You take a small waterfalls. Then some lovely textured rocks. Wait for the right lighting. Shoot from a low angle to give the waterfalls the illusion of height. You then can create a magic and mystical place. Yet all in all this scene is only three feet high, depth about six feet and maybe five feet wide. There is not a whole lot of water cascading over the rocks. Thus a shutter speed of one second and the f-stop set at 22 for that added depth. Looking at this photo, you say to yourself, wow I would love to sit on those rocks to let the water cascade over and around me. But you will discover that you are bigger than the scene. This is what I call a micro landscape. Many scenes can be found within the big picture. In this location we have a large waterfall with water flowing where ever there is a path to follow. This is due to the erosion of the rock formation over time. At this particular waterfall the water drops in a series of drops. So you have your main waterfalls along with a host of mini waterfalls to work with. You wait till late summer for the water flow to decrease and expose more of the rock structures.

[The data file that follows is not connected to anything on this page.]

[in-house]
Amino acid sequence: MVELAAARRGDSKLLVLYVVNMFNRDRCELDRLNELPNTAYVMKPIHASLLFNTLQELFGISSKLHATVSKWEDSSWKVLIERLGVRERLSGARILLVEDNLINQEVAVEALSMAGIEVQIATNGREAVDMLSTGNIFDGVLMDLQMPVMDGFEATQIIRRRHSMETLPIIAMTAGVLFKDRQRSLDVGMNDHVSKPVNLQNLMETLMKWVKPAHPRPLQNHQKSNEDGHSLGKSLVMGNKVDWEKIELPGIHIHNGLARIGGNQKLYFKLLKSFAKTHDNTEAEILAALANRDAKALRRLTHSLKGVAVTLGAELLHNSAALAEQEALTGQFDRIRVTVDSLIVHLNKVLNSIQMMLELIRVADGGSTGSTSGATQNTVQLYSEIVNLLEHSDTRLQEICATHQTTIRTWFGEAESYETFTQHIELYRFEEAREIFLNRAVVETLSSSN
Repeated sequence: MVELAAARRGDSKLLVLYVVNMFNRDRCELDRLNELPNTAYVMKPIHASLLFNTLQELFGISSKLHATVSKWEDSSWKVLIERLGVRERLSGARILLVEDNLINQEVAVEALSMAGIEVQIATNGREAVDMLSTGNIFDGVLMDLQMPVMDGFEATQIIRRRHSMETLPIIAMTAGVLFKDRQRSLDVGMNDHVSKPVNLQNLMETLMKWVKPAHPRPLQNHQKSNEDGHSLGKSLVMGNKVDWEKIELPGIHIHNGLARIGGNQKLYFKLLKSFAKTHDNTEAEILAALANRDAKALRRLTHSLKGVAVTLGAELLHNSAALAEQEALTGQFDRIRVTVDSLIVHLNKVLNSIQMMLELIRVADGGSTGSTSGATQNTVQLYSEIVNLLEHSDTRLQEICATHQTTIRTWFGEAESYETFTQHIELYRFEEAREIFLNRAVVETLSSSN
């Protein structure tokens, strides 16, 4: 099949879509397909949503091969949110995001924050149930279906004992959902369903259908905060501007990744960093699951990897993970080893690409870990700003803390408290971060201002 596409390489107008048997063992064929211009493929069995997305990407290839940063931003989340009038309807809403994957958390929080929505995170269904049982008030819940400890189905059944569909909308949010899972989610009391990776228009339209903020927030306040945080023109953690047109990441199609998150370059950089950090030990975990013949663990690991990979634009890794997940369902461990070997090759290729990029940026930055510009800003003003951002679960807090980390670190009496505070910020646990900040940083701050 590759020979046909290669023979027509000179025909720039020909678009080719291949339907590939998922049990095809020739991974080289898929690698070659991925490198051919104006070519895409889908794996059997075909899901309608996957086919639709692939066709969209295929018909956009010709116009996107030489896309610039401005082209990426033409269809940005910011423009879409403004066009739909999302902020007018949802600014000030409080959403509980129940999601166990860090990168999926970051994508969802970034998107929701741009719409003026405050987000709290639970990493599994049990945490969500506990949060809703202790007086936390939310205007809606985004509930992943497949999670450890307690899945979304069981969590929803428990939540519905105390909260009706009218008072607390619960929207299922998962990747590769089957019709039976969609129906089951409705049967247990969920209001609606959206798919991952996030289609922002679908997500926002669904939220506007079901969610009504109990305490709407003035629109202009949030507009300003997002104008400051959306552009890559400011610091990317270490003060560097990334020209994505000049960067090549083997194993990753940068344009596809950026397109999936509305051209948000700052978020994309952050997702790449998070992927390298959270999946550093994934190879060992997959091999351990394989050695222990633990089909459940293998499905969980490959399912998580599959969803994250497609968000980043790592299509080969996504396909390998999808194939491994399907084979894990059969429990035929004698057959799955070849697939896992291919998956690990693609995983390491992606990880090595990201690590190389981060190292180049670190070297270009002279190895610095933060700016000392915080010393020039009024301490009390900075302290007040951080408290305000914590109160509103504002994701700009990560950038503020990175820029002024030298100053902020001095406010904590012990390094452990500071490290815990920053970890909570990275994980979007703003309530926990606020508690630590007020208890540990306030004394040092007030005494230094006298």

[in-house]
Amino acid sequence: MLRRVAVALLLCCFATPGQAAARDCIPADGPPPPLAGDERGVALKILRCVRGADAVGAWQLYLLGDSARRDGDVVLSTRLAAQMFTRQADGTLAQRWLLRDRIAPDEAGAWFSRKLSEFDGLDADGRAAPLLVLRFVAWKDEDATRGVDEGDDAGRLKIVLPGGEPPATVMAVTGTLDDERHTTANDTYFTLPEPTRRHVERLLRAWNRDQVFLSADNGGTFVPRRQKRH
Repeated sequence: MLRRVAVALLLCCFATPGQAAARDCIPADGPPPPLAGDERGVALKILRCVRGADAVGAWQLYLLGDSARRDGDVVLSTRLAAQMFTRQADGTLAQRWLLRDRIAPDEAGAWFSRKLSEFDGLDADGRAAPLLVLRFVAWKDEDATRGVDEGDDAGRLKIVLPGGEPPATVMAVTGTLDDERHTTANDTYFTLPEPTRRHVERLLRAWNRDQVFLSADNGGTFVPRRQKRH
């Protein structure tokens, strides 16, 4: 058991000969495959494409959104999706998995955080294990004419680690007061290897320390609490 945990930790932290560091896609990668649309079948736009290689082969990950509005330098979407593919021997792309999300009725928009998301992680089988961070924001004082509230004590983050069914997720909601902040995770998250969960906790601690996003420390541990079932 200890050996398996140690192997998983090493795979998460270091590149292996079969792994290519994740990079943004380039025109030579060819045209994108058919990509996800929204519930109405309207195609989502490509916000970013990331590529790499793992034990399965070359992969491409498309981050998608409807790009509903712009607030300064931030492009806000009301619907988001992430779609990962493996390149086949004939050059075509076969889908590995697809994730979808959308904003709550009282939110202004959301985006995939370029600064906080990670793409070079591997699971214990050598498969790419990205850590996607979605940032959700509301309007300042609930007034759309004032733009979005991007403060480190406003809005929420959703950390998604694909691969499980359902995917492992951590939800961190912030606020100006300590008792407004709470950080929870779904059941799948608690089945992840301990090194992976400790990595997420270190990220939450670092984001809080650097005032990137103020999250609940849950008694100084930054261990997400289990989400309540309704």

When shooting this close you will discover the intricate detail in the rocks. Depth is very important here to give the scene some dimension front to back. Another important factor is to shoot the waterfalls at an angle, not dead on. This allows you to create more dimensional depth to the waterfalls. Remember your photo is two dimensional, thus you need to give the illusion of three dimensional.Nature provides the material. It is up to you to make it happen. This is also a scene that requires the right lighting. Be able to recognize that. Be patient and wait. Enjoy the environment and then you may get your chance.
I would like to wish all my friends who come here for a visit a very Merry Christmas and be safe. So until next time happy trails.